But, fate had other plans for Farooq. Four months after Rukaya’s detection as a serious patient, police seized his SIM card. In quick follow up, he joined militancy on the day Shakeela had gone to see her parents in Shirmal village of Shopian. The news of Farooq’s rebelling was broken to Shakeela by her sister. “I couldn’t believe it. He had promised me to take care of his ill daughter,” Shakeela recalls. “He didn’t want to become a militant. He was a caring father and a loving husband, but circumstances dragged him into militancy.”
The fruit merchant turned militant was killed in an encounter with Army at Pahelipora, in May 2016. Now to keep the family going, Shakeela is cleaning premises of Government Middle School Nazneenpora for Rs 400 a month.
Farooq‘s father Ghulam Qadir Sheikh, 80, explained the crisis better. “He was mature; he should have realized that his decision would prove disastrous for his family,” Qadir said. “Thousands turned to his funeral but nobody came to help his orphans.”
Farooq had been a rebel at home. After marrying Shakeela, he started living separately from his parents and four brothers. After he was killed, Shakeela reunited with her in-laws was given a separate room on the second floor, with a separate staircase. Half of her room’s floor is without matting, the other half is covered with rags. On the matted portion, the three sleeping as the uncovered part is their place for cooking and eating.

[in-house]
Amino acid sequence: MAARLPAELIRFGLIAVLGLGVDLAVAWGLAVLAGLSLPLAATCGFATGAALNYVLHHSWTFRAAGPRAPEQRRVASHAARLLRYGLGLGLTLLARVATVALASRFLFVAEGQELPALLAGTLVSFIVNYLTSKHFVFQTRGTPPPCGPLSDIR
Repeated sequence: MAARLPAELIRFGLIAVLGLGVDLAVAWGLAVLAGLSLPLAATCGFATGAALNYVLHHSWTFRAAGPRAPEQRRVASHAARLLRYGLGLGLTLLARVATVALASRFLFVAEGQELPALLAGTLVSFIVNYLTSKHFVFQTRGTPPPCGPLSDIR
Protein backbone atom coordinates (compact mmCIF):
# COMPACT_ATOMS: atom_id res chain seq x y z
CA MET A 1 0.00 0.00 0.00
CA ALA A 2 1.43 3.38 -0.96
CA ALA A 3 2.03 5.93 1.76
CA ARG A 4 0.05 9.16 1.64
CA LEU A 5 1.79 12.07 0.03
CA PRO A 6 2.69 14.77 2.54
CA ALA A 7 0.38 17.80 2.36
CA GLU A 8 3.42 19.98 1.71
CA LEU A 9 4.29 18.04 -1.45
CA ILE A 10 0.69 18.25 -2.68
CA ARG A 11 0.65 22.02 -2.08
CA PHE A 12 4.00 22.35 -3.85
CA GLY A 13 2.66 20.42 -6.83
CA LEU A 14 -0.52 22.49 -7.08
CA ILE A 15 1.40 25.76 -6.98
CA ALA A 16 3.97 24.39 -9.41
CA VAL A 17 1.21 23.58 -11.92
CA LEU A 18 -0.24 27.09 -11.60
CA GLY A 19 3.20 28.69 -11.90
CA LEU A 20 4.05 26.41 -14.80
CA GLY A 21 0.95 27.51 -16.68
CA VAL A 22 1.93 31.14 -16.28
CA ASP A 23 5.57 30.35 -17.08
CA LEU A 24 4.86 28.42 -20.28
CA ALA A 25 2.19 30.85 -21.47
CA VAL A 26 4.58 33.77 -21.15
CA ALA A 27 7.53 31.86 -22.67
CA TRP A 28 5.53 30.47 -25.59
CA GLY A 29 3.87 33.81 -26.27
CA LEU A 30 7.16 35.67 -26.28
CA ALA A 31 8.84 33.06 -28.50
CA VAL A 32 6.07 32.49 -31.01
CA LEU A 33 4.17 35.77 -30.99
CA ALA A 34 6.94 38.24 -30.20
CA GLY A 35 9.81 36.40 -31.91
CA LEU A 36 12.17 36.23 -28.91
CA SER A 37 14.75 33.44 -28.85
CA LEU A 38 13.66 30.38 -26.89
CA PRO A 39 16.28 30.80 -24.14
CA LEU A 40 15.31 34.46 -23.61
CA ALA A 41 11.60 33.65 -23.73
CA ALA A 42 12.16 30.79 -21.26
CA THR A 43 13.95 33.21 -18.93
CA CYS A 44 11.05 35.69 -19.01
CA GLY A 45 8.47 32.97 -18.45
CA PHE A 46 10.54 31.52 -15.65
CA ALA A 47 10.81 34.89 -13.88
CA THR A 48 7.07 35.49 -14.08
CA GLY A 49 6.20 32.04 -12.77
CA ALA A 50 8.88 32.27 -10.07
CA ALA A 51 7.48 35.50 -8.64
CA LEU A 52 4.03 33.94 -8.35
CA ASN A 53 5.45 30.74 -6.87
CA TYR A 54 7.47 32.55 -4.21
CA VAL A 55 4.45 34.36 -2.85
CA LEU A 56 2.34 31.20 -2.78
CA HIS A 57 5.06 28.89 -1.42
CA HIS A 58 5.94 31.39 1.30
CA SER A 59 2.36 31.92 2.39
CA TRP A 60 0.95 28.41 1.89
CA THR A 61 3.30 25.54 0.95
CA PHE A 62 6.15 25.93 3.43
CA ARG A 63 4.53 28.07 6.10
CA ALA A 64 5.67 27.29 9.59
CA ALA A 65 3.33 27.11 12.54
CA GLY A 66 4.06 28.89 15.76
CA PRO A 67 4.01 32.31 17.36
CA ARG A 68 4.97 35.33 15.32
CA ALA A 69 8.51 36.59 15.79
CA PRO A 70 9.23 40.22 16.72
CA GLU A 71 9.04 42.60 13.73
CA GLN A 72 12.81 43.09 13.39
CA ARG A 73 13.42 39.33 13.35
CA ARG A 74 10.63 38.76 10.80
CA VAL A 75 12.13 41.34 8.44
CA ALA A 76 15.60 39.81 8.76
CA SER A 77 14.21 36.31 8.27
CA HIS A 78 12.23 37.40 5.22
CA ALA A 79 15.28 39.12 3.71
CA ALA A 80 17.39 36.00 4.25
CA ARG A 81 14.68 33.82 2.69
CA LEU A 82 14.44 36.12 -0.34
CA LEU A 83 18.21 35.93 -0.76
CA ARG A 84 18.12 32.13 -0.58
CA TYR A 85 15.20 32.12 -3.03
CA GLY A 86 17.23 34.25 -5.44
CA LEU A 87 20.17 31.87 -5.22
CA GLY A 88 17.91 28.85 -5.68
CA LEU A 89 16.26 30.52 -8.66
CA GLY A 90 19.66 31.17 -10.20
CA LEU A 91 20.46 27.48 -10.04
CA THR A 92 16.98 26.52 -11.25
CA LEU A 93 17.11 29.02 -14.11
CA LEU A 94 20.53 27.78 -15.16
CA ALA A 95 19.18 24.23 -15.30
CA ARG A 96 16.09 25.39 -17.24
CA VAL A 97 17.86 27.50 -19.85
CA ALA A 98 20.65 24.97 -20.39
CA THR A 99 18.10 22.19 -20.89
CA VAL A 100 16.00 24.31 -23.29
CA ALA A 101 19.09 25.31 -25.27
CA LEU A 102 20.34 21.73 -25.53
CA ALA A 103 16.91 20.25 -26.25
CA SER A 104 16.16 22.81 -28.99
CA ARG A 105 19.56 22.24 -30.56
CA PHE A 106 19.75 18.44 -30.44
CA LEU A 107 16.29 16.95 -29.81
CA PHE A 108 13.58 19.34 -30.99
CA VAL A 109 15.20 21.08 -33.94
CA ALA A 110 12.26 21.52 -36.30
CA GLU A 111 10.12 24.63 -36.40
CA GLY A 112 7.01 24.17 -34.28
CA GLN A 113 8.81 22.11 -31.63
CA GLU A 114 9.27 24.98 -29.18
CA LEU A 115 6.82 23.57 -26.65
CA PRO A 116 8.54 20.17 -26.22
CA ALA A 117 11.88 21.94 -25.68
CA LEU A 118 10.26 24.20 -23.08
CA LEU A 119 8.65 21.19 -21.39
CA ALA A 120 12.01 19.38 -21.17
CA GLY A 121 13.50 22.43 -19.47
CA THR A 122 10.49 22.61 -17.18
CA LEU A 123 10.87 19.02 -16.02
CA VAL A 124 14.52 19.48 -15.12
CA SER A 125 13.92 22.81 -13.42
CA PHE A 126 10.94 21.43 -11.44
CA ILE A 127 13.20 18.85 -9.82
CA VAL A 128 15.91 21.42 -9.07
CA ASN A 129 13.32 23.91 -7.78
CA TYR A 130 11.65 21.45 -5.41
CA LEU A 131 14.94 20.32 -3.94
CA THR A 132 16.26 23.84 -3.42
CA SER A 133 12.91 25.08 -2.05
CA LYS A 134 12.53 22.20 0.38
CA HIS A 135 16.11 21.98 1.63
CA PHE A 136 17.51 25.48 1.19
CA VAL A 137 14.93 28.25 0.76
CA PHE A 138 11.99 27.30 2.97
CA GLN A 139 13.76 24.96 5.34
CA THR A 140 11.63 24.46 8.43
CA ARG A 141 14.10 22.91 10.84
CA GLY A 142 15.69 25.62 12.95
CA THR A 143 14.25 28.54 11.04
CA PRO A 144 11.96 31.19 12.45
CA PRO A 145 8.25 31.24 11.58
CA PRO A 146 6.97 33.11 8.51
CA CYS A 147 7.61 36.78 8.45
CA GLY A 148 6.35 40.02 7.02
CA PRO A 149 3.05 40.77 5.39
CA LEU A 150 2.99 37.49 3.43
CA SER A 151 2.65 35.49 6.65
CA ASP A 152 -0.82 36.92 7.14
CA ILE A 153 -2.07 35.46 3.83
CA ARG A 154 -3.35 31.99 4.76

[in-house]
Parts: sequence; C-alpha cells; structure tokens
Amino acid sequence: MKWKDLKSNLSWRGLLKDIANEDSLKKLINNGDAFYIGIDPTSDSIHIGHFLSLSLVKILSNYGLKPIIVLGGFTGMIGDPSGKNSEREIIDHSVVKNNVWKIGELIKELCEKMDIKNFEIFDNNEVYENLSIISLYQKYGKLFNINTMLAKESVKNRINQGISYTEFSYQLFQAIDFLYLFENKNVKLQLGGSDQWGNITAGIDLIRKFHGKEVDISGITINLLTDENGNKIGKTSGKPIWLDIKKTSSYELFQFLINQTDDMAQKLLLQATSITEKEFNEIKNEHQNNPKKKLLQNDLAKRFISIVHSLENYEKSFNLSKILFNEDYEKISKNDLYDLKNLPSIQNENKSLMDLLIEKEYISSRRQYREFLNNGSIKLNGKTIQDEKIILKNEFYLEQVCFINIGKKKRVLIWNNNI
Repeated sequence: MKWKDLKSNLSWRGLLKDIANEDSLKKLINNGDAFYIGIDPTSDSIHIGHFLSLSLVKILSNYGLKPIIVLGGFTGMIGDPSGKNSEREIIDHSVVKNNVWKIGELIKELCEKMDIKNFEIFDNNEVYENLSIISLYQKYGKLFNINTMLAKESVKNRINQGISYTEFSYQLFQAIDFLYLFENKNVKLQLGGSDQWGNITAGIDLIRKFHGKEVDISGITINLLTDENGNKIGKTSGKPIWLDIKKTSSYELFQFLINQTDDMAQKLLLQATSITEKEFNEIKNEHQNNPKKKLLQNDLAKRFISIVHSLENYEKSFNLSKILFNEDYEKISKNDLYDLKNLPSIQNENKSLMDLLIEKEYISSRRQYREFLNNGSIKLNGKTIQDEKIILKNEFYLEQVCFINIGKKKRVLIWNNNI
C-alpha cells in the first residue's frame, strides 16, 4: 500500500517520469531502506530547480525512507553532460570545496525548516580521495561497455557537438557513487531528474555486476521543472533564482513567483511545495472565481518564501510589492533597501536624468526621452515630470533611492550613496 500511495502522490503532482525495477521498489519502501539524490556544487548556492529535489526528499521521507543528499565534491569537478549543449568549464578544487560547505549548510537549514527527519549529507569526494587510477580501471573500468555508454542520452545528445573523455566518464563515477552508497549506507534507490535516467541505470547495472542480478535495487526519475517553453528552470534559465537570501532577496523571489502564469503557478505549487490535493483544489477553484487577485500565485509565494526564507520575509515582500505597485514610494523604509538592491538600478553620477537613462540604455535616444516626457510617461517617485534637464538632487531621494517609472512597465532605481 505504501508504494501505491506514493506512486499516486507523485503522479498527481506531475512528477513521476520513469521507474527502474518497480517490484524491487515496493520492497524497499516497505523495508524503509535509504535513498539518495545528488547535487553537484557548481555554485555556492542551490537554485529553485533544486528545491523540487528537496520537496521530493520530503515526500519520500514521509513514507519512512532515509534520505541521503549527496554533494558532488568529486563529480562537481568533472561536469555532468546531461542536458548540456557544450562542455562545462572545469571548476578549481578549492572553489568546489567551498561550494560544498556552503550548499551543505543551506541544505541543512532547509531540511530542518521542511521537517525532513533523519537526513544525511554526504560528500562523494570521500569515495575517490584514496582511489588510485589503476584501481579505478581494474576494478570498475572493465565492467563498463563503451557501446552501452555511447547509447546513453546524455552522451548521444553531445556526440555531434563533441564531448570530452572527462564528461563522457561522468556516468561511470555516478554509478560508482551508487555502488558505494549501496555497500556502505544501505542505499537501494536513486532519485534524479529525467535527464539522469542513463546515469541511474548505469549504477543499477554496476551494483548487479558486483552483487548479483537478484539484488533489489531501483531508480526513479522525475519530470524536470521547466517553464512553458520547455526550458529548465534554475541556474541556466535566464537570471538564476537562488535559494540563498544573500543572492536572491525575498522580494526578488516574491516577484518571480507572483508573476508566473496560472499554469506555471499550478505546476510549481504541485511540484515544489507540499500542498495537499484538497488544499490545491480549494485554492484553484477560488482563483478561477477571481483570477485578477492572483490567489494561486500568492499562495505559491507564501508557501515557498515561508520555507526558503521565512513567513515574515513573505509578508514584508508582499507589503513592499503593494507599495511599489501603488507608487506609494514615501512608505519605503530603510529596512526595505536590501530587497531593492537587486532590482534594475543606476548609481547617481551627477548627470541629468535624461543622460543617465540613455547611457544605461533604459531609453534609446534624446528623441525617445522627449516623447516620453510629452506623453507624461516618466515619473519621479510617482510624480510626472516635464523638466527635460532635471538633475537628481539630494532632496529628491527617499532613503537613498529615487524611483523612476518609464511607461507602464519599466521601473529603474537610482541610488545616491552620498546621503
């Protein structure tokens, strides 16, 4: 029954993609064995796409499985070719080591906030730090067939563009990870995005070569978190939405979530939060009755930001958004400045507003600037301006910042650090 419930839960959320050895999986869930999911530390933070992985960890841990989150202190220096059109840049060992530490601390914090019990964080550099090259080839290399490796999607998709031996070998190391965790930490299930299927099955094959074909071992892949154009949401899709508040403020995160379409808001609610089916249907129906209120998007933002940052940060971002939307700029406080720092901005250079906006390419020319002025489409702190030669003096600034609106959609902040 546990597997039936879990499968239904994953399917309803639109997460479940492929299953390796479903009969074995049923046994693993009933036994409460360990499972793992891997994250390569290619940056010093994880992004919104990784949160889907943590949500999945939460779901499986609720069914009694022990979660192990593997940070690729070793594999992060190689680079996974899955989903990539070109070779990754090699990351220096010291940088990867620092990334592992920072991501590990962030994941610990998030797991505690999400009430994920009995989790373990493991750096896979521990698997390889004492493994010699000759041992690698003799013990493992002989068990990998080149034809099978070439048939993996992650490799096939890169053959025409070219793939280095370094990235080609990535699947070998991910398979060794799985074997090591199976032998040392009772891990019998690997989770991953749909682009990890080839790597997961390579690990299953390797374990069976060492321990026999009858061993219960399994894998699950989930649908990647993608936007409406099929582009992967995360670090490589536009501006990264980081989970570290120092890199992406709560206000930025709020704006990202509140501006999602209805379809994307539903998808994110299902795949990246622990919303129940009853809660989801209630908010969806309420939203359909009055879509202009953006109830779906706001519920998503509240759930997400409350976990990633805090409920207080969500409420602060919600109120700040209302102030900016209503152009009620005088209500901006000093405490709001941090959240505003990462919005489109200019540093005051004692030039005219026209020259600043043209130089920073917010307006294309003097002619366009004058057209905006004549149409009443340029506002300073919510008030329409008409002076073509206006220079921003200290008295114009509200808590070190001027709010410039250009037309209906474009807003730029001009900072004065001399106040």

Octogenarian Qadir is rearing two milk yielding cows and earns his living hood by selling their milk. “He has the responsibility of an unmarried son and an old wife, still he saves some earnings from his little income to help us with,” Shakeela admitted.
Shakeela is herself an orphan. One of her two brothers is a peon in the municipality and the other one is a shopkeeper. They had proposed Shakeela to remarry but she decided against it, insisting she has the responsibility of raising Farooq’s kids.
In the surging population of the women whose husbands died as militants, Shakeela is not alone. All of them face almost the same situation.
Zamrooda, 40, is the widow of slain Lashkar-e-Toiba (LeT) militant, Gulzar Ahmad Bhat. She is bed-ridden at her parental house in Koil village, in Pulwama periphery.
Chronic Arthritis, now in the fifteenth year, has taken the sheen and vigour of her beauty and she has turned into a lean and fragile person. A skinny structure, her eyes have sunken deep into their sockets and the face is expressionless, hands crooked and knee joints locked. She is dependent on attendants for each and everything.
The disease was manageable till Gulzar was alive. After him, she failed to adjust with her in-laws. Though they were taking care of her “like their own daughter”, she did not want to be a burden.
Zamrooda is Ali Mohammad Ganie’s second daughter who was widows. Her elder sister, Rafiqa (47) was widowed in 2013. Tragically, her sister in law, with her swelled leg and waiting for a surgery, was lying on another bed close to Zamrooda’s. Ganais’ own a modest two storied house has four large rooms. The sister’s in-law prefer to be bedded in the same room for the ease of attendants.